The power of Pentecost

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Acts 2:14 But Peter, standing with the eleven, raised his voice and addressed them, “Men of Judea and all who live in Jerusalem, let this be known to you, and listen to what I say. 15 Indeed, these are not drunk, as you suppose, for it is only nine o’clock in the morning. 16 No, this is what was spoken through the prophet Joel: 17 ‘In the last days it will be, God declares, that I will pour out my Spirit upon all flesh, and your sons and your daughters shall prophesy, and your young men shall see visions, and your old men shall dream dreams. 18 Even upon my slaves, both men and women, in those days I will pour out my Spirit; and they shall prophesy.

When the day of Pentecost had come and the Holy Spirit fell on the disciples they began to speak in languages other than their own. Today we refer to this as “speaking in tongues”. Some of the bystanders thought they were drunk, but Peter corrected them. What they were witnessing was the fulfillment of the prophesy spoken through Joel. Two things about this passage I find interesting.

First, I’m struck by the boldness of Peter. Not long before this incident Peter and his fellow disciples were hiding behind closed doors, fearing they would be killed as Jesus had been. But filled with the Holy Spirit, Peter was a different man. Reminds me of the words of the Apostle Paul, “I have been crucified with Christ, for now it is no longer I who live, but Christ who lives in me.” (Galatians 2:20)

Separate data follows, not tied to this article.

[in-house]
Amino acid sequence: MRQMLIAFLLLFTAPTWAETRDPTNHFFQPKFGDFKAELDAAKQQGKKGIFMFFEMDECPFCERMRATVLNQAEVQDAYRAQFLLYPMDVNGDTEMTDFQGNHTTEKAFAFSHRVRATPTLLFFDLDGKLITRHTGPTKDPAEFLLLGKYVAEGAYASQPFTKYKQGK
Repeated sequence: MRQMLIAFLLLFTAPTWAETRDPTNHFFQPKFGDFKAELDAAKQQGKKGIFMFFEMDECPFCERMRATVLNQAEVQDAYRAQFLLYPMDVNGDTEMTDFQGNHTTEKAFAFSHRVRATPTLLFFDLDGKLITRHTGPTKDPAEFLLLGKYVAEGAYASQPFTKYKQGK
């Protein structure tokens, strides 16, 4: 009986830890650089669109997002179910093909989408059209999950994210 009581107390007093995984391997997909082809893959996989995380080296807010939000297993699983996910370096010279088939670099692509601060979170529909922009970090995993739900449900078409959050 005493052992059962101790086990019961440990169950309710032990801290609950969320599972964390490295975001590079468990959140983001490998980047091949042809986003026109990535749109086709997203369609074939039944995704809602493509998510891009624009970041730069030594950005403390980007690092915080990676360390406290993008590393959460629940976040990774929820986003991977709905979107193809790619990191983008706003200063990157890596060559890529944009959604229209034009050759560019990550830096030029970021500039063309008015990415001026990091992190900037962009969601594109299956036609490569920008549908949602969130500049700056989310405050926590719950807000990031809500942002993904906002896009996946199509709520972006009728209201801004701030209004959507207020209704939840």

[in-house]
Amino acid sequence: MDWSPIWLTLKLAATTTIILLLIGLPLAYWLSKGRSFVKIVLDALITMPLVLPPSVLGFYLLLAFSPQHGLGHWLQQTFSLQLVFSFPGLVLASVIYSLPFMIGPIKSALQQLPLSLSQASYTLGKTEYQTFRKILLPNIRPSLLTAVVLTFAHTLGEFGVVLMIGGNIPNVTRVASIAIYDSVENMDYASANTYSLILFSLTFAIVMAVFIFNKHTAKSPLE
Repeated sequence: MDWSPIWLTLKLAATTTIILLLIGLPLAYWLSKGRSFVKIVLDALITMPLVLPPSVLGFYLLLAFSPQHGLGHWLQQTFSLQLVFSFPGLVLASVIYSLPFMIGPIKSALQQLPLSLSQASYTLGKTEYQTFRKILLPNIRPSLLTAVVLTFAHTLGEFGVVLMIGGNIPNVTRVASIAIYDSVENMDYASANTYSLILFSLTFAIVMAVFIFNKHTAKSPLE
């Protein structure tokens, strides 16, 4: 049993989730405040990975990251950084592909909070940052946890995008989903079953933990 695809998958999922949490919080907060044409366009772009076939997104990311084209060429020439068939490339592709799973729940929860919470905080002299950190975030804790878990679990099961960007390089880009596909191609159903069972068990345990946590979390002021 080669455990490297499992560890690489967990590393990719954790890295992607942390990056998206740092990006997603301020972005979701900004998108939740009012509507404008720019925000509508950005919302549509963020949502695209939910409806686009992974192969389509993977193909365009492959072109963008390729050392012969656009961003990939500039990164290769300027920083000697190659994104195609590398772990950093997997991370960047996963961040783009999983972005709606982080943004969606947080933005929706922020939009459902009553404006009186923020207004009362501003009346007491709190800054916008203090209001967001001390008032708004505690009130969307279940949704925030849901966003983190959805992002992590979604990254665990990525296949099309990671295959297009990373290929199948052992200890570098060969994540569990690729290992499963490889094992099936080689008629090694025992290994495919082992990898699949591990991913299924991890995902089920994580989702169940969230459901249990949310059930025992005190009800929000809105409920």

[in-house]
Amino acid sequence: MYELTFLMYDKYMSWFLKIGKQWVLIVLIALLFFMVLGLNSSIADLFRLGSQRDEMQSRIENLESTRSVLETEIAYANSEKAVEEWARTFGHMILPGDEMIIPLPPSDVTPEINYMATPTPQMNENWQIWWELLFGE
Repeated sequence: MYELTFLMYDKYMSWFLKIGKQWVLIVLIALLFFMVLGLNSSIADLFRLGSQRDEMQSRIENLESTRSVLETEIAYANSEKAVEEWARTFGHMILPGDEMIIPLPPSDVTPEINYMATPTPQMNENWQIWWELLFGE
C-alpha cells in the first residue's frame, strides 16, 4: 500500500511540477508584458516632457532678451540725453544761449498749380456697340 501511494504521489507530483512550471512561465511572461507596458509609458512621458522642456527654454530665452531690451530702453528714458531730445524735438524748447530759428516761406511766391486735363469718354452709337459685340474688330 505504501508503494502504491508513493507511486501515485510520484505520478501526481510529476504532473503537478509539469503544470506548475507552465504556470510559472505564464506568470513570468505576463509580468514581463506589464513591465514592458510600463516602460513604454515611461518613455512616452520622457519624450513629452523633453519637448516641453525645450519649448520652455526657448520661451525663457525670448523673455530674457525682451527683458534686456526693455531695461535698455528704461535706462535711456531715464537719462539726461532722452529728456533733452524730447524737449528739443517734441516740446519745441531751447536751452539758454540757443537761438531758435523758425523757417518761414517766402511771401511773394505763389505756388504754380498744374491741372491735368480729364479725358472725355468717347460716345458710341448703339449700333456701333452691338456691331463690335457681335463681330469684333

Secondly, I’m struck by the inclusive nature of the prophecy. In years past only certain persons received the Spirit of God, generally men specially appointed by God. However, at Pentecost that all changed. The Spirit fell on all believers – men, women, slave-owners, slaves, Jews, non-Jews, you name it. God is not partial.

I wasn’t a committed believer until my mid-20s, so it surprises me that I was called to be a pastor. I didn’t grow up in church youth group or church camp. I never worked as a camp counselor nor did I attend a Lutheran college or university. Most of the pastors I know did one or more of these things, so I don’t fit the mold. But over the 20 years of being a pastor I’ve come to accept and even appreciate the different path I took to ministry. I’m grateful that, like Peter and the other disciples, God grabbed hold of me via the power of the Spirit and never let me go.

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